Oxfam has sacked three members of staff after an investigation into sexual misconduct, bullying and nepotism.
The employees all worked for Oxfam in the Democratic Republic of Congo (DRC).
A fourth member of staff left their job with Oxfam in the DRC before the investigation concluded because their contract had finished. The charity said that this individual would also have been sacked had they remained in post.
The allegations, first published in The Times newspaper earlier this year, led to the government blocking Oxfam from bidding for government funding “until the issues have been resolved”.
Oxfam announced the decision after external investigators upheld a series of allegations against staff in DRC. The investigation began in November 2020.
The charity said that allegations of sexual misconduct were upheld against two individuals, and allegations of bullying and intimidation were upheld against one employee.
Allegations of inappropriate relationships and a failure to manage conflicts of interest were upheld against one individual, while allegations of nepotism were upheld against three members of staff.
Further allegations were investigated but were not substantiated.
One other member of Oxfam staff is still suspended while further investigations into alleged misconduct continue.
Oxfam GB boss: ‘I apologise’
Danny Sriskandarajah, the chief executive of Oxfam GB, apologised to those harmed by the behaviour.
Sriskandarajah said: “I apologise to everyone who has been hurt by these abuses of power and I hope the action we have taken demonstrates our resolve to tackle all forms of misconduct.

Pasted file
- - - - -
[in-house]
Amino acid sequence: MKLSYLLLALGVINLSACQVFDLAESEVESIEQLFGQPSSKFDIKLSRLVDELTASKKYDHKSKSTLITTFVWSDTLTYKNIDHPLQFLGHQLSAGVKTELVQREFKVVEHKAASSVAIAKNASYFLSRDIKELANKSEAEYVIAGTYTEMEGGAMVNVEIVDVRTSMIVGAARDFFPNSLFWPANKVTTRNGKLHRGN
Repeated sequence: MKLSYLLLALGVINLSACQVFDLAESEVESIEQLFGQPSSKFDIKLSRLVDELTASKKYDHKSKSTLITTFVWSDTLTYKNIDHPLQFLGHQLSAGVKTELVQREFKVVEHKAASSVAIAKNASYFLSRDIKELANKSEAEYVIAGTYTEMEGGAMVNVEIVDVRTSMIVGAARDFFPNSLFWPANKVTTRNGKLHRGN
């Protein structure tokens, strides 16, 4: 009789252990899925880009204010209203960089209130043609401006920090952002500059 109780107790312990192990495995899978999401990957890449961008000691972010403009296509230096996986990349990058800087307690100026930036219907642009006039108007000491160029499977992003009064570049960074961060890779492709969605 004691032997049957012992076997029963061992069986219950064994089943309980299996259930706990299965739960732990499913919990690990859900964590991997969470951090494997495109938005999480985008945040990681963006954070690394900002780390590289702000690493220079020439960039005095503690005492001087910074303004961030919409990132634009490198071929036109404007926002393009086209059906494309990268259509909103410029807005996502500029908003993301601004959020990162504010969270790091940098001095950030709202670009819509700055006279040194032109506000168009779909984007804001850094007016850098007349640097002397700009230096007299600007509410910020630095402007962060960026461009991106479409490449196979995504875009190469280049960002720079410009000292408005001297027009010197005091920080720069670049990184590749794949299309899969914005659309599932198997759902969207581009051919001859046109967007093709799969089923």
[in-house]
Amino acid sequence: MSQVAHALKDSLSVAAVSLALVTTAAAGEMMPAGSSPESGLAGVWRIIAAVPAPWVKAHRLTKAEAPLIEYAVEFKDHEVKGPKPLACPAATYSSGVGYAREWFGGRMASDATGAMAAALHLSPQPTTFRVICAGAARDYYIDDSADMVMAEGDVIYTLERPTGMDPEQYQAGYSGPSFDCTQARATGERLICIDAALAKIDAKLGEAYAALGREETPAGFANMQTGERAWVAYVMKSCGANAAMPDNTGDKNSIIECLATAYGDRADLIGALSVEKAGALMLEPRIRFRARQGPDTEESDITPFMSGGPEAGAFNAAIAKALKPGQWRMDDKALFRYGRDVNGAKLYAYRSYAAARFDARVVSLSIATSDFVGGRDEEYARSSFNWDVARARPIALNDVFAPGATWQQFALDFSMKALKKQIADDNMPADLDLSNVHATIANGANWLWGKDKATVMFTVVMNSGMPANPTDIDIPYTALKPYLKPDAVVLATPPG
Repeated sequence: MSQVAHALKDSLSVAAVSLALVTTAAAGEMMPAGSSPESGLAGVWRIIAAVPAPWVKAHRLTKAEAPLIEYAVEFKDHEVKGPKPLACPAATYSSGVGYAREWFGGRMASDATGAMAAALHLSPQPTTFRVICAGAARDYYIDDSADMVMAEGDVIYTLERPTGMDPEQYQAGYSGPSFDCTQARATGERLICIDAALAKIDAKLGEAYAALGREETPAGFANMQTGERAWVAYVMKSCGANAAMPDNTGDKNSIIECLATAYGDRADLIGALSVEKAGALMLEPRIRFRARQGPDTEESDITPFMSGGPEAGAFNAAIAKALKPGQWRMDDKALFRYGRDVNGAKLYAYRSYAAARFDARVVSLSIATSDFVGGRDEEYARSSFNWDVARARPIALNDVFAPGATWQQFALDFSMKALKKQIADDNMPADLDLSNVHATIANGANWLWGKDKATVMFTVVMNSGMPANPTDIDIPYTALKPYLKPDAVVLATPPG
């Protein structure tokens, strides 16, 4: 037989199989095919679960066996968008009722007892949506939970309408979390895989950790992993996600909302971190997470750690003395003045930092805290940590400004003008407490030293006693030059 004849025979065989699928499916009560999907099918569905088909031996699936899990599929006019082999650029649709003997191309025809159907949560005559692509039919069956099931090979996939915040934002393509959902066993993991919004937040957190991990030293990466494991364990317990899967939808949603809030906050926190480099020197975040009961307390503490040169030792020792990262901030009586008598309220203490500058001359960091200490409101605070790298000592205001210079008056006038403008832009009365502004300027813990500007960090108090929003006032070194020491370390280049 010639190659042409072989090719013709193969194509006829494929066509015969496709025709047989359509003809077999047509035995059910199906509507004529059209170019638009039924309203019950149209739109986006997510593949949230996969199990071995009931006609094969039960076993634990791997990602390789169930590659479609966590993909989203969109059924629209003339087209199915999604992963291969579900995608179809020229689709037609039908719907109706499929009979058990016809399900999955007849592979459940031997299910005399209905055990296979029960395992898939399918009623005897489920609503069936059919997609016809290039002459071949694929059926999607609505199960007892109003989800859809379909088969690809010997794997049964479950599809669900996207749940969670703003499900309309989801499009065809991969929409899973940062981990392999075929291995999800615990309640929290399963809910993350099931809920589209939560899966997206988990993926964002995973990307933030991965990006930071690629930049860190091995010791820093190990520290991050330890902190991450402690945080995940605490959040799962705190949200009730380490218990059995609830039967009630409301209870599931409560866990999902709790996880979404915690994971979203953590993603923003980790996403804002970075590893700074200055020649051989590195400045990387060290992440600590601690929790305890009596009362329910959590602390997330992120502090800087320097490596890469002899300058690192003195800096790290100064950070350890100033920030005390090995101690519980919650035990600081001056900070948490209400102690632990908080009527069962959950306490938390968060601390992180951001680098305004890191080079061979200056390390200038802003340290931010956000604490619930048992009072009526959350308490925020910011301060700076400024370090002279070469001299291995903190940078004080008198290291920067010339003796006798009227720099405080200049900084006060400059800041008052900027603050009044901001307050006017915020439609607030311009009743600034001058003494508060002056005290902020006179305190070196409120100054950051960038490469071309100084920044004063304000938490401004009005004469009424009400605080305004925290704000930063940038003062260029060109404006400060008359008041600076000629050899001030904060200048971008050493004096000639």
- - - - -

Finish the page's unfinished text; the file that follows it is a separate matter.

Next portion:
“Oxfam is committed to doing all we can to prevent abuses of power and to taking action where wrongdoing is found.
“We strongly encourage anyone who has concerns to report them, so we can hold those responsible for misconduct accountable.
“I would like to thank all those who have assisted the investigation so far, especially survivors and witnesses.
“I am also grateful to our staff in DRC who continue to work tirelessly to deliver our lifesaving work.”
Oxfam said that it had kept the Charity Commission informed on the progress of the investigation, as well as the Foreign, Commonwealth and Development Office and other donors.
Earlier this year the Commission had lifted statutory supervision measures on Oxfam. This supervision had been in place since in 2019 to make sure that Oxfam implemented the regulator's recommendations about improving its culture and approach to keeping people safe.
These recommendations had been made when the Commission concluded its investigation into the charity's handling of earlier allegations.
The Commission had opened a statutory inquiry in February 2018 after the Times newspaper published a number of articles about how Oxfam had handled allegations of sexual misconduct in Haiti a number of years earlier. In 2011 four members of Oxfam’s staff in Haiti were fired and three, including the country director, resigned in the wake of allegations of bullying and harassment.